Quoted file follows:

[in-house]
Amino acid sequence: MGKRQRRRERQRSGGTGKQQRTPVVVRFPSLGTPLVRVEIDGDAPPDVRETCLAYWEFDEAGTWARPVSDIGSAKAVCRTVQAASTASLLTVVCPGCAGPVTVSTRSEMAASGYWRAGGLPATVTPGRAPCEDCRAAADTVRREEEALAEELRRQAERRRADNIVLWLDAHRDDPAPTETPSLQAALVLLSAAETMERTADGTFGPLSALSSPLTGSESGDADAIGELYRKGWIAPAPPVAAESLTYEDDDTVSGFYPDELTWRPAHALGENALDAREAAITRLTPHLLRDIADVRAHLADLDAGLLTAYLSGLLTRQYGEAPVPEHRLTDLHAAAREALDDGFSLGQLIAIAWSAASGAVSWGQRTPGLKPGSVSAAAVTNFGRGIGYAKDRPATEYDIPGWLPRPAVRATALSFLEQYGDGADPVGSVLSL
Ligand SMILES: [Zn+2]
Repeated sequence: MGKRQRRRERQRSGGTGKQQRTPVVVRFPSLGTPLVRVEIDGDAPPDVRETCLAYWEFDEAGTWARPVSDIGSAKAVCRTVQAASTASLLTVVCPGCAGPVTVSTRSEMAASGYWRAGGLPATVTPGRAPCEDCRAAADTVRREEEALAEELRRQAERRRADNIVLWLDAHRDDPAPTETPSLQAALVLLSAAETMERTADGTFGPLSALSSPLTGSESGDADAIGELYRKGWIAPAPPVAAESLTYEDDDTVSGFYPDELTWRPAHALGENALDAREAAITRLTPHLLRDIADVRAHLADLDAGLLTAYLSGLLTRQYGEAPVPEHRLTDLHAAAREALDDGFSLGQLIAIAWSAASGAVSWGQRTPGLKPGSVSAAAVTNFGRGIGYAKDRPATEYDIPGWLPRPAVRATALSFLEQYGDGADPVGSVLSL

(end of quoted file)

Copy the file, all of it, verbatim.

[in-house]
Amino acid sequence: MGKRQRRRERQRSGGTGKQQRTPVVVRFPSLGTPLVRVEIDGDAPPDVRETCLAYWEFDEAGTWARPVSDIGSAKAVCRTVQAASTASLLTVVCPGCAGPVTVSTRSEMAASGYWRAGGLPATVTPGRAPCEDCRAAADTVRREEEALAEELRRQAERRRADNIVLWLDAHRDDPAPTETPSLQAALVLLSAAETMERTADGTFGPLSALSSPLTGSESGDADAIGELYRKGWIAPAPPVAAESLTYEDDDTVSGFYPDELTWRPAHALGENALDAREAAITRLTPHLLRDIADVRAHLADLDAGLLTAYLSGLLTRQYGEAPVPEHRLTDLHAAAREALDDGFSLGQLIAIAWSAASGAVSWGQRTPGLKPGSVSAAAVTNFGRGIGYAKDRPATEYDIPGWLPRPAVRATALSFLEQYGDGADPVGSVLSL
Ligand SMILES: [Zn+2]
Repeated sequence: MGKRQRRRERQRSGGTGKQQRTPVVVRFPSLGTPLVRVEIDGDAPPDVRETCLAYWEFDEAGTWARPVSDIGSAKAVCRTVQAASTASLLTVVCPGCAGPVTVSTRSEMAASGYWRAGGLPATVTPGRAPCEDCRAAADTVRREEEALAEELRRQAERRRADNIVLWLDAHRDDPAPTETPSLQAALVLLSAAETMERTADGTFGPLSALSSPLTGSESGDADAIGELYRKGWIAPAPPVAAESLTYEDDDTVSGFYPDELTWRPAHALGENALDAREAAITRLTPHLLRDIADVRAHLADLDAGLLTAYLSGLLTRQYGEAPVPEHRLTDLHAAAREALDDGFSLGQLIAIAWSAASGAVSWGQRTPGLKPGSVSAAAVTNFGRGIGYAKDRPATEYDIPGWLPRPAVRATALSFLEQYGDGADPVGSVLSL